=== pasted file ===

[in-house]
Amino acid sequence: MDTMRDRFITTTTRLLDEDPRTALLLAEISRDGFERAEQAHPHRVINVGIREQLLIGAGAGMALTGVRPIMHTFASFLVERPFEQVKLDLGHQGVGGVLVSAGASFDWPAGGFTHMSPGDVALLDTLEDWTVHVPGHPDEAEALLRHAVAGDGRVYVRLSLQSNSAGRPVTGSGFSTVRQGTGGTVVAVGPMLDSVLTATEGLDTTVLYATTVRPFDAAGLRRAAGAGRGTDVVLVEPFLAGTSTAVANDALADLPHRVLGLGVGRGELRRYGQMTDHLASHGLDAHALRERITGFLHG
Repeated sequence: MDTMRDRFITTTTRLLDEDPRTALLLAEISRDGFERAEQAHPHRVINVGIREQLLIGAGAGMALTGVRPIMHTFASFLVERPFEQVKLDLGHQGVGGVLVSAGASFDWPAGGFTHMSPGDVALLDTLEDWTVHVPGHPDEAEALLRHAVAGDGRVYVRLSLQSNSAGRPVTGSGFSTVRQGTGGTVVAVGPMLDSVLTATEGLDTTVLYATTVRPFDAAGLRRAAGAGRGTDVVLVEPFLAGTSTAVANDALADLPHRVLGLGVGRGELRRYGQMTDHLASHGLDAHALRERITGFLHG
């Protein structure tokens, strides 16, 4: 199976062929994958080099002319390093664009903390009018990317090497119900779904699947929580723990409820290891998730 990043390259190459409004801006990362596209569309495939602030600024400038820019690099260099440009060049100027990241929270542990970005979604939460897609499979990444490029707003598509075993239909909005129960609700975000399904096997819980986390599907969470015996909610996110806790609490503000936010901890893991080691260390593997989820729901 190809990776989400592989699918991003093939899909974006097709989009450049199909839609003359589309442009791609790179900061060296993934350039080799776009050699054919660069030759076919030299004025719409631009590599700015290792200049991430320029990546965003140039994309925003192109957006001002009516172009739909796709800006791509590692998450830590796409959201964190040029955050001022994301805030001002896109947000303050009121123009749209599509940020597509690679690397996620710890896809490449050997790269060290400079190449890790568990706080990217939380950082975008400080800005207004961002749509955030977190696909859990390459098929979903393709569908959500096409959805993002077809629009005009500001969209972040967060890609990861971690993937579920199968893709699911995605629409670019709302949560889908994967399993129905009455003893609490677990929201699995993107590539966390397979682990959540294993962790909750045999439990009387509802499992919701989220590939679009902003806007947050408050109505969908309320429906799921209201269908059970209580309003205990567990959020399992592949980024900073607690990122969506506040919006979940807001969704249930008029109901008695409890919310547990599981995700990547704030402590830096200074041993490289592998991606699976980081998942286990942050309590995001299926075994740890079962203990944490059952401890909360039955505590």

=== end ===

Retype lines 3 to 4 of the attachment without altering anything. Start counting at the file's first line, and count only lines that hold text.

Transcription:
Repeated sequence: MDTMRDRFITTTTRLLDEDPRTALLLAEISRDGFERAEQAHPHRVINVGIREQLLIGAGAGMALTGVRPIMHTFASFLVERPFEQVKLDLGHQGVGGVLVSAGASFDWPAGGFTHMSPGDVALLDTLEDWTVHVPGHPDEAEALLRHAVAGDGRVYVRLSLQSNSAGRPVTGSGFSTVRQGTGGTVVAVGPMLDSVLTATEGLDTTVLYATTVRPFDAAGLRRAAGAGRGTDVVLVEPFLAGTSTAVANDALADLPHRVLGLGVGRGELRRYGQMTDHLASHGLDAHALRERITGFLHG
């Protein structure tokens, strides 16, 4: 199976062929994958080099002319390093664009903390009018990317090497119900779904699947929580723990409820290891998730 990043390259190459409004801006990362596209569309495939602030600024400038820019690099260099440009060049100027990241929270542990970005979604939460897609499979990444490029707003598509075993239909909005129960609700975000399904096997819980986390599907969470015996909610996110806790609490503000936010901890893991080691260390593997989820729901 190809990776989400592989699918991003093939899909974006097709989009450049199909839609003359589309442009791609790179900061060296993934350039080799776009050699054919660069030759076919030299004025719409631009590599700015290792200049991430320029990546965003140039994309925003192109957006001002009516172009739909796709800006791509590692998450830590796409959201964190040029955050001022994301805030001002896109947000303050009121123009749209599509940020597509690679690397996620710890896809490449050997790269060290400079190449890790568990706080990217939380950082975008400080800005207004961002749509955030977190696909859990390459098929979903393709569908959500096409959805993002077809629009005009500001969209972040967060890609990861971690993937579920199968893709699911995605629409670019709302949560889908994967399993129905009455003893609490677990929201699995993107590539966390397979682990959540294993962790909750045999439990009387509802499992919701989220590939679009902003806007947050408050109505969908309320429906799921209201269908059970209580309003205990567990959020399992592949980024900073607690990122969506506040919006979940807001969704249930008029109901008695409890919310547990599981995700990547704030402590830096200074041993490289592998991606699976980081998942286990942050309590995001299926075994740890079962203990944490059952401890909360039955505590």